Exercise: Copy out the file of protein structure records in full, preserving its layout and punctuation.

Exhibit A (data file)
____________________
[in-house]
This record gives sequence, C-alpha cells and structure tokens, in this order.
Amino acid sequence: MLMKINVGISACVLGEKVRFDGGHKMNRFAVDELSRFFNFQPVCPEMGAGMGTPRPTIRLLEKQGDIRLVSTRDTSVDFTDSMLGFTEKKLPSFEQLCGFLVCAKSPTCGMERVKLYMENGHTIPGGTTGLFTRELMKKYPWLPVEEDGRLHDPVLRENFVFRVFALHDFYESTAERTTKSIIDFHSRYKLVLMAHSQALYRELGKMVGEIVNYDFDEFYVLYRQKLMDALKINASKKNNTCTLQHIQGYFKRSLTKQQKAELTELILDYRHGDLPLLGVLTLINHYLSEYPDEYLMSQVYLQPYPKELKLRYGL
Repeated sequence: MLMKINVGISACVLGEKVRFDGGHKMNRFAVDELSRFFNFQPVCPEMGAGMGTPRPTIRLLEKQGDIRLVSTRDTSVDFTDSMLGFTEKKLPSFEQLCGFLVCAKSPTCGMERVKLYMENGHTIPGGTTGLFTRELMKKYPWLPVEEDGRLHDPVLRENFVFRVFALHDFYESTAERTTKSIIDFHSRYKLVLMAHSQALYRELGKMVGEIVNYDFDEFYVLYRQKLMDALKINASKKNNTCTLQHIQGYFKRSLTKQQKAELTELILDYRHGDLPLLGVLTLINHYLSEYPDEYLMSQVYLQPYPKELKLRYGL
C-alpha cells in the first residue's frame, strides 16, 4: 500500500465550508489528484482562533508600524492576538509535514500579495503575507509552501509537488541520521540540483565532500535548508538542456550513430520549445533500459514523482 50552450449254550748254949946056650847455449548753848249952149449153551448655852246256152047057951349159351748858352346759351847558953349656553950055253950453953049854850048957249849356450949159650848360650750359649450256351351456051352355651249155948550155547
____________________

[in-house]
This record gives sequence, C-alpha cells and structure tokens, in this order.
Amino acid sequence: MLMKINVGISACVLGEKVRFDGGHKMNRFAVDELSRFFNFQPVCPEMGAGMGTPRPTIRLLEKQGDIRLVSTRDTSVDFTDSMLGFTEKKLPSFEQLCGFLVCAKSPTCGMERVKLYMENGHTIPGGTTGLFTRELMKKYPWLPVEEDGRLHDPVLRENFVFRVFALHDFYESTAERTTKSIIDFHSRYKLVLMAHSQALYRELGKMVGEIVNYDFDEFYVLYRQKLMDALKINASKKNNTCTLQHIQGYFKRSLTKQQKAELTELILDYRHGDLPLLGVLTLINHYLSEYPDEYLMSQVYLQPYPKELKLRYGL
Repeated sequence: MLMKINVGISACVLGEKVRFDGGHKMNRFAVDELSRFFNFQPVCPEMGAGMGTPRPTIRLLEKQGDIRLVSTRDTSVDFTDSMLGFTEKKLPSFEQLCGFLVCAKSPTCGMERVKLYMENGHTIPGGTTGLFTRELMKKYPWLPVEEDGRLHDPVLRENFVFRVFALHDFYESTAERTTKSIIDFHSRYKLVLMAHSQALYRELGKMVGEIVNYDFDEFYVLYRQKLMDALKINASKKNNTCTLQHIQGYFKRSLTKQQKAELTELILDYRHGDLPLLGVLTLINHYLSEYPDEYLMSQVYLQPYPKELKLRYGL
C-alpha cells in the first residue's frame, strides 16, 4: 500500500465550508489528484482562533508600524492576538509535514500579495503575507509552501509537488541520521540540483565532500535548508538542456550513430520549445533500459514523482 50552450449254550748254949946056650847455449548753848249952149449153551448655852246256152047057951349159351748858352346759351847558953349656553950055253950453953049854850048957249849356450949159650848360650750359649450256351351456051352355651249155948550155547